By Kelly Amis
If you've had or have a child in a charter school, or otherwise support them, you might consider calling the NAACP today to tell them you oppose the moratorium on charter schools that they are considering this Saturday. The number is 202-759-6227.
I'm sure our TEACHED friends and supporters represent many different views on charter schools, but for those of you who have seen the positive systemic change they can bring about (as in Washington, DC), or who have seen a child's or entire family's lives changed from having more choices than their assigned neighborhood schools, please consider calling the NAACP to say so.
There are political reasons the NAACP is considering this moratorium, and of course they're correct that there are some terrible charter schools that have been allowed to open and stay open (mostly in states where the oversight/laws are awful), but overall the creation of these innovative, independent public schools has benefitted African American students. From last year's CREDO report:
"Learning gains for charter school students are larger by significant amounts for Black, Hispanic, low-income, and special education students in both math and reading." (Read the full report here).
I personally thank the universe that I was able to help get several students I care about to sign up for and transfer to great charter schools years ago, including my "l'il girl" Janae (who is now in college and turns 22 tomorrow!) and her cousin, my "little buddy" Malik, for whom the switch to a charter school was truly transformative.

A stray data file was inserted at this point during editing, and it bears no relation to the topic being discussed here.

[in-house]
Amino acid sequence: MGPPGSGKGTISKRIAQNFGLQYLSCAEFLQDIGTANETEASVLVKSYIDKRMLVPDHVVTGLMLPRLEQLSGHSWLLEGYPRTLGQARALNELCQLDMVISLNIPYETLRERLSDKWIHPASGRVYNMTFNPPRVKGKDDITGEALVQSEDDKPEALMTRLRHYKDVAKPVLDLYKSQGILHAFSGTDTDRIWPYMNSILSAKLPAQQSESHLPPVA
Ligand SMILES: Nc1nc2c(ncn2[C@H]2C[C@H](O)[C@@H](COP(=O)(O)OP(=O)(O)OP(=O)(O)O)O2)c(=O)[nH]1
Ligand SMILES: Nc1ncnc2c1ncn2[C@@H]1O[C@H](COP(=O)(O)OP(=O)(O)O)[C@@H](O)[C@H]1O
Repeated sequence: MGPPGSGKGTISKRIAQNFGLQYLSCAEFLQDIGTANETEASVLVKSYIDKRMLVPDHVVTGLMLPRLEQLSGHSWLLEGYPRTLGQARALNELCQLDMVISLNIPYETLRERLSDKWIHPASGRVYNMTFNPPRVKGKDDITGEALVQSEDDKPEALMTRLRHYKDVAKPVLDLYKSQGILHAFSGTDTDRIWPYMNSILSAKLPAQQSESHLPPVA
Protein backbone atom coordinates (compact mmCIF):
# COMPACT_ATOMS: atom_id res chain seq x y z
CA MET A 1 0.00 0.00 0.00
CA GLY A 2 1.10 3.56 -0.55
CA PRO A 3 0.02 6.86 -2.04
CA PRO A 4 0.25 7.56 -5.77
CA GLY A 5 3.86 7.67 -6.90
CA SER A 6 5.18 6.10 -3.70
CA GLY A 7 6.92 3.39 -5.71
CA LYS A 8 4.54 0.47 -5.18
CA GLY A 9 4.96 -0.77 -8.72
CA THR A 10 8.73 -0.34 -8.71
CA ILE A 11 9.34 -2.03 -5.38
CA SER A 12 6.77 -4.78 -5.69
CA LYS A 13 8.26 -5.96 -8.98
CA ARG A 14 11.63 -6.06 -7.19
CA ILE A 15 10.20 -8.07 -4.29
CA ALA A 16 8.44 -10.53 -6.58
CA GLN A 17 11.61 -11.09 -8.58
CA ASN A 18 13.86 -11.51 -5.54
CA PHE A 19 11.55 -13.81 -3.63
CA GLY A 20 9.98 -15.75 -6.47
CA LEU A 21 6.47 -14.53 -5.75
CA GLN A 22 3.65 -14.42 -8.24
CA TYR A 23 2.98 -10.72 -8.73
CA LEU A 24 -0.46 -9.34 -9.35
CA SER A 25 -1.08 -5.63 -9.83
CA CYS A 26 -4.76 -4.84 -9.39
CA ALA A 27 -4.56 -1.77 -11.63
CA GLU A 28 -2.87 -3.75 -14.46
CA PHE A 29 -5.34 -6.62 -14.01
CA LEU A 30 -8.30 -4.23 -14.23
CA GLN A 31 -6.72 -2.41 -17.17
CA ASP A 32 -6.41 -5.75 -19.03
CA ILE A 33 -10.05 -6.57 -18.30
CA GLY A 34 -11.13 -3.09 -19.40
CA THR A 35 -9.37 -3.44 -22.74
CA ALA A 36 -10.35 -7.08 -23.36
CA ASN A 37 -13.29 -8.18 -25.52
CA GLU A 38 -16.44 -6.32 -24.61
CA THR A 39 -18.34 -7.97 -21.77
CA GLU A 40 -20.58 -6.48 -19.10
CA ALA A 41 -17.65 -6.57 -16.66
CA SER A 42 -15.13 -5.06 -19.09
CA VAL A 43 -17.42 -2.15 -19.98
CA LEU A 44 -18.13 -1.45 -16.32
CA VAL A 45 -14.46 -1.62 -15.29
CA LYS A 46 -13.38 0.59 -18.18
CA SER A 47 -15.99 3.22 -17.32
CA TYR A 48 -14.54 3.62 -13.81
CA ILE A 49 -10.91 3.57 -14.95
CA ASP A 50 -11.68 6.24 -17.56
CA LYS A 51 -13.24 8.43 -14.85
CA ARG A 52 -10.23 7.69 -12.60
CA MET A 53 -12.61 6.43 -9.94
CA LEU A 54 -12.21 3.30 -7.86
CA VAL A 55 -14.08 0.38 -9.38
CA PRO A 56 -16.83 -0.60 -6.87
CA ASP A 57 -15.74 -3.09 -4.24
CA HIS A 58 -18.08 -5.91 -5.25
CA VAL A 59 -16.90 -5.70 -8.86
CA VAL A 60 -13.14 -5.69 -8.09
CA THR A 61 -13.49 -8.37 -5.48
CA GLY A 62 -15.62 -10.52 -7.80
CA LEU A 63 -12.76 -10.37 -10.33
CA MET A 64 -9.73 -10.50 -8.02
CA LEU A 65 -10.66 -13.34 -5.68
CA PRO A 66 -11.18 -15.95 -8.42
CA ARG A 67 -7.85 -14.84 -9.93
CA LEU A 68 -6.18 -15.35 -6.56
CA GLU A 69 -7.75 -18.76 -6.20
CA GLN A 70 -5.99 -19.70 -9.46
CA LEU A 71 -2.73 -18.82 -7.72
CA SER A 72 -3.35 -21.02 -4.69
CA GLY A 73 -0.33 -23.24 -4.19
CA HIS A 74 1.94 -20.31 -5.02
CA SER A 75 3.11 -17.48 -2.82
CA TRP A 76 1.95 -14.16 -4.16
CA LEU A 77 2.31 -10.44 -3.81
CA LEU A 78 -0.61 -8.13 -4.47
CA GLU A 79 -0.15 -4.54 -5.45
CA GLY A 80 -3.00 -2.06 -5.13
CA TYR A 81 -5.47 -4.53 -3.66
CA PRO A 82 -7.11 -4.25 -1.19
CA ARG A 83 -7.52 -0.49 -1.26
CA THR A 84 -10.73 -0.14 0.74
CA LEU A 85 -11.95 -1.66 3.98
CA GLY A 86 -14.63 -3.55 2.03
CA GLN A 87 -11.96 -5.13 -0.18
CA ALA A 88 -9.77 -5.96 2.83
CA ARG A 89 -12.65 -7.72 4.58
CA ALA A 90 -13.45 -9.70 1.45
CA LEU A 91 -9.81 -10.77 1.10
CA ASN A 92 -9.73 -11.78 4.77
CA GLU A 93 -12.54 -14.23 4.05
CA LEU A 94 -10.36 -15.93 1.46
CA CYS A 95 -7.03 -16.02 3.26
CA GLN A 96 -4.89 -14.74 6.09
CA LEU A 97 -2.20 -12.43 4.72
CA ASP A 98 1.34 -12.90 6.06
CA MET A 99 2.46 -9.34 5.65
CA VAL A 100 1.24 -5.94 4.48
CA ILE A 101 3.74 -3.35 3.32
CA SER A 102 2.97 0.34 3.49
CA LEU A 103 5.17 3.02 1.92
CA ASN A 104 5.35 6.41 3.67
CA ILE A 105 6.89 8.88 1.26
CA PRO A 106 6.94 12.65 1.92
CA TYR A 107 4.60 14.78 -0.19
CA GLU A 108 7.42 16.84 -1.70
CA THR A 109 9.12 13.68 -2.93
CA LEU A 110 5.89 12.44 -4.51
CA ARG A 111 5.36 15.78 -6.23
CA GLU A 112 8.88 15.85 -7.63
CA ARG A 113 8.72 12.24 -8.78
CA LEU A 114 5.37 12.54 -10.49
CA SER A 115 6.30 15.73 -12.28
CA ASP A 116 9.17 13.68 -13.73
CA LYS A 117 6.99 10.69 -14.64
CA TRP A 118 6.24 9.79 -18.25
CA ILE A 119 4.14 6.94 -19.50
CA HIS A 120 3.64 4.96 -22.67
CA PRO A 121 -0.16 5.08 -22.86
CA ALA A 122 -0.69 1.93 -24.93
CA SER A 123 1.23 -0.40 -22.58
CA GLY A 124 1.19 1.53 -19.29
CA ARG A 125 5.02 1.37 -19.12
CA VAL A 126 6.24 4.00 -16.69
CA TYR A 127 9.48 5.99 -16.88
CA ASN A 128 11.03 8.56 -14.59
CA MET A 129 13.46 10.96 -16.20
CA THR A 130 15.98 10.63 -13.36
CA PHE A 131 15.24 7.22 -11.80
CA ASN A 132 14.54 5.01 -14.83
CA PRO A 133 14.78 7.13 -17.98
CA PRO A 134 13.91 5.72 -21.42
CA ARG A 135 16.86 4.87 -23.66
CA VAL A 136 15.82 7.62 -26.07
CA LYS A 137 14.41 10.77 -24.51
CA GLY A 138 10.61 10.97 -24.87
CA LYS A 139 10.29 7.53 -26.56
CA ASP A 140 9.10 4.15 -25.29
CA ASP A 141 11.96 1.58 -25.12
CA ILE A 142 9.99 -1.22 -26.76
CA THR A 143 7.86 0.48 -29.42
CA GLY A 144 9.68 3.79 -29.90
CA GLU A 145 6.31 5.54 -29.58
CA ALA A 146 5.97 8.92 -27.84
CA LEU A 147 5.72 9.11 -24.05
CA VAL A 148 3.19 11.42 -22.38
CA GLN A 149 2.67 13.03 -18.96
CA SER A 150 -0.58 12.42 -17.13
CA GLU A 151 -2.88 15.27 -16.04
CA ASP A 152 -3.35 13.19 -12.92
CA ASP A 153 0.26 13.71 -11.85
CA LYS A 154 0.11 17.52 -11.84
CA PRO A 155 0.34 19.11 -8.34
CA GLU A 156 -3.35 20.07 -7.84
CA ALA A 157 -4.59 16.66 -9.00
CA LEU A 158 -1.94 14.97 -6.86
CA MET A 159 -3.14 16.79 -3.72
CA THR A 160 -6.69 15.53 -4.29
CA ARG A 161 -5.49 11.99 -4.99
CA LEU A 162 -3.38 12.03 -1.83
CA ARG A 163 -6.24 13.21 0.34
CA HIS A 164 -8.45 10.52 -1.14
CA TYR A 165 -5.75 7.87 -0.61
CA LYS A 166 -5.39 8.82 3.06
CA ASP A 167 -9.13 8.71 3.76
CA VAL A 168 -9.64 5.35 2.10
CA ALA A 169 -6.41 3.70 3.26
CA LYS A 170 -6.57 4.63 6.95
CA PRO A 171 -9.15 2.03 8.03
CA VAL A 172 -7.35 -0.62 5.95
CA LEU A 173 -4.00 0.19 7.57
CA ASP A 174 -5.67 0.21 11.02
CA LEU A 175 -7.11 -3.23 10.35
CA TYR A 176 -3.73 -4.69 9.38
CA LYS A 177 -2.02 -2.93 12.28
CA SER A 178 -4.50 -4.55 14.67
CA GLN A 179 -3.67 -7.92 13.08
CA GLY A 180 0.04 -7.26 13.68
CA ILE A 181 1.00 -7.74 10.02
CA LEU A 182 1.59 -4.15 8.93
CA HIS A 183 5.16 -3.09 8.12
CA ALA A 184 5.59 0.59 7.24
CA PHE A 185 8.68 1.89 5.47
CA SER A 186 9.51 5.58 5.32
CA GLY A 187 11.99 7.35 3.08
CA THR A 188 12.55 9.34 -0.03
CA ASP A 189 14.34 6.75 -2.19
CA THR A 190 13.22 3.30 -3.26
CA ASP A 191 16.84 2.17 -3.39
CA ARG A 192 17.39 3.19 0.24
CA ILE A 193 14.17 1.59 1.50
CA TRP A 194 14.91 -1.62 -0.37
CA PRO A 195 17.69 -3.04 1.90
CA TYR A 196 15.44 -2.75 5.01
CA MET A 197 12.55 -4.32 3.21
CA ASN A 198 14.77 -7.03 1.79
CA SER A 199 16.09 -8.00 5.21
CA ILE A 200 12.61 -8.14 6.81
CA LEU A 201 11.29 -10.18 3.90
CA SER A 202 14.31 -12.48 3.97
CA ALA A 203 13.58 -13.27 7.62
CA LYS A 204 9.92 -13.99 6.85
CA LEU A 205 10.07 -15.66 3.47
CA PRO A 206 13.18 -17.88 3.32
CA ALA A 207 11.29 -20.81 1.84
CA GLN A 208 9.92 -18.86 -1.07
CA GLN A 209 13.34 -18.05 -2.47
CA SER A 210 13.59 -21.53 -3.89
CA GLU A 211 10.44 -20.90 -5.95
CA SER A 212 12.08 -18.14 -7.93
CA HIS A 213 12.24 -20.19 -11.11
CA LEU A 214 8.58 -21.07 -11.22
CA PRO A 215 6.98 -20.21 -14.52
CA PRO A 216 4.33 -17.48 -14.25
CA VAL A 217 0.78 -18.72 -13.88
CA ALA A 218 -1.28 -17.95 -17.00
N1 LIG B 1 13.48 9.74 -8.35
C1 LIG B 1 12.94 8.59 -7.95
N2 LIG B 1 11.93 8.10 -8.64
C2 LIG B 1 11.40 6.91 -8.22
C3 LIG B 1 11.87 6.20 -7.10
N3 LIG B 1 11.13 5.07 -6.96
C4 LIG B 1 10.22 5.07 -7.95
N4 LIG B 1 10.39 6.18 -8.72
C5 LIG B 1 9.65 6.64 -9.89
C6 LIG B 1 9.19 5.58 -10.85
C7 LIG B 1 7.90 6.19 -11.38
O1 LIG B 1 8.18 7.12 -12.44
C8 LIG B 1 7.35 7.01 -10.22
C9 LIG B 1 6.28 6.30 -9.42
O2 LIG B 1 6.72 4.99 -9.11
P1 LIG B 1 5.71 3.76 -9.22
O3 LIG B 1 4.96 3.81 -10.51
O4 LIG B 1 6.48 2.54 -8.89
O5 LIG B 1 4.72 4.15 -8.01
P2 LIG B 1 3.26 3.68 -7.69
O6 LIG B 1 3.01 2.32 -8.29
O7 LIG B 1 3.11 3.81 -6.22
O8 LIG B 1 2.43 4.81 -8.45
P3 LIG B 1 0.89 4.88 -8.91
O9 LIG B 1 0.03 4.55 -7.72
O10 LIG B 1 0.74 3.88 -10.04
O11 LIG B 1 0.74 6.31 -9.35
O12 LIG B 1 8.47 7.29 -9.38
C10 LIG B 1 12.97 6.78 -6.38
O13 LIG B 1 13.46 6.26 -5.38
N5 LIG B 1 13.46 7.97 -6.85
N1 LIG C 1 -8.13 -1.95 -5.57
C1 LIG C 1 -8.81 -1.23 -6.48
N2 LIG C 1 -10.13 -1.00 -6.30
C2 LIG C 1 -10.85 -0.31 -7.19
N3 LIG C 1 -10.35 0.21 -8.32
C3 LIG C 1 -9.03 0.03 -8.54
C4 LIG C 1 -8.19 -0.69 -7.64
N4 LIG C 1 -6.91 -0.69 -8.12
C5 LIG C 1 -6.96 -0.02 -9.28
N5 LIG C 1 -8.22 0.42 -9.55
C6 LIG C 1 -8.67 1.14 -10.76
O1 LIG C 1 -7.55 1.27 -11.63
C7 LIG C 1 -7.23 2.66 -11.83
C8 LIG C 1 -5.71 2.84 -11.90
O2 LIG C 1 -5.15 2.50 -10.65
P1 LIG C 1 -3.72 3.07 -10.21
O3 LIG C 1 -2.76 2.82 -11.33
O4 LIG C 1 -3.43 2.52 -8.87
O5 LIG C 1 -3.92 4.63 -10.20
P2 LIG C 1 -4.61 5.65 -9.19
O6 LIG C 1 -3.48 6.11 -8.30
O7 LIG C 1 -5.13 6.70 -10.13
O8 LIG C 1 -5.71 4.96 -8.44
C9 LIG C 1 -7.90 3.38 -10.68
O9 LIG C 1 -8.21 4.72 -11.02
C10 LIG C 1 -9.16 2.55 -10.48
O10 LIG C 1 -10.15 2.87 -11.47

There are problems in some cities and states with some charter schools that need to be improved or closed, but calling for a national moratorium on all charter school growth makes no sense at all. Many charter schools are providing an excellent education (tuition-free of course) to students who have long been treated like second-class citizens by our traditional "one-size-fits-all" system.
When something is working well, and providing better, more effective opportunities for African-American students, we should expand and improve on those options, not shut off the pipeline.
We interviewed four successful charter school founders from DC, NY and L.A. for our short film Unchartered Territory (click to watch on Vimeo-on-Demand).